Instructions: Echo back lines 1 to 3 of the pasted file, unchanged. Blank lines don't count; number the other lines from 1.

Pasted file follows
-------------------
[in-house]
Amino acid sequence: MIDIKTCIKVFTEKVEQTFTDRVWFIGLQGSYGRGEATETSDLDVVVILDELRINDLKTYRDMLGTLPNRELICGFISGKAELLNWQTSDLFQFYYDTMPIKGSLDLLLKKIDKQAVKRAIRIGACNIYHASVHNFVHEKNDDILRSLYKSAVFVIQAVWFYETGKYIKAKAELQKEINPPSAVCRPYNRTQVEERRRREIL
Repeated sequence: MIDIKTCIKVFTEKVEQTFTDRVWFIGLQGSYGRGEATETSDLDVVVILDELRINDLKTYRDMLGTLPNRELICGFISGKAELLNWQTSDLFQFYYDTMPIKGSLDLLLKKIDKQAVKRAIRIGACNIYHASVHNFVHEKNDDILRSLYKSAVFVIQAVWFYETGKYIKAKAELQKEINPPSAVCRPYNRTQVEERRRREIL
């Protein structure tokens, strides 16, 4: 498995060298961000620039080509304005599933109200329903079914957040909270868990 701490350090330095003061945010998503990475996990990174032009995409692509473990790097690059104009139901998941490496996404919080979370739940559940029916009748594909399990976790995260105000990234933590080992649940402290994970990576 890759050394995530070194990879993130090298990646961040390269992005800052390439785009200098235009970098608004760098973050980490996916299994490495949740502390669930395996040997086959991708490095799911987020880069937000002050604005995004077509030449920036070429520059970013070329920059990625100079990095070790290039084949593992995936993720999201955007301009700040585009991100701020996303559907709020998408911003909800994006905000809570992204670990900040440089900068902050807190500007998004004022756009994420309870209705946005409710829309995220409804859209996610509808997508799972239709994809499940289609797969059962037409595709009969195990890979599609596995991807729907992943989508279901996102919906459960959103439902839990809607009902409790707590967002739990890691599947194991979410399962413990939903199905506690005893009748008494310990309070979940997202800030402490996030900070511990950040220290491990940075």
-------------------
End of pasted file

[in-house]
Amino acid sequence: MIDIKTCIKVFTEKVEQTFTDRVWFIGLQGSYGRGEATETSDLDVVVILDELRINDLKTYRDMLGTLPNRELICGFISGKAELLNWQTSDLFQFYYDTMPIKGSLDLLLKKIDKQAVKRAIRIGACNIYHASVHNFVHEKNDDILRSLYKSAVFVIQAVWFYETGKYIKAKAELQKEINPPSAVCRPYNRTQVEERRRREIL
Repeated sequence: MIDIKTCIKVFTEKVEQTFTDRVWFIGLQGSYGRGEATETSDLDVVVILDELRINDLKTYRDMLGTLPNRELICGFISGKAELLNWQTSDLFQFYYDTMPIKGSLDLLLKKIDKQAVKRAIRIGACNIYHASVHNFVHEKNDDILRSLYKSAVFVIQAVWFYETGKYIKAKAELQKEINPPSAVCRPYNRTQVEERRRREIL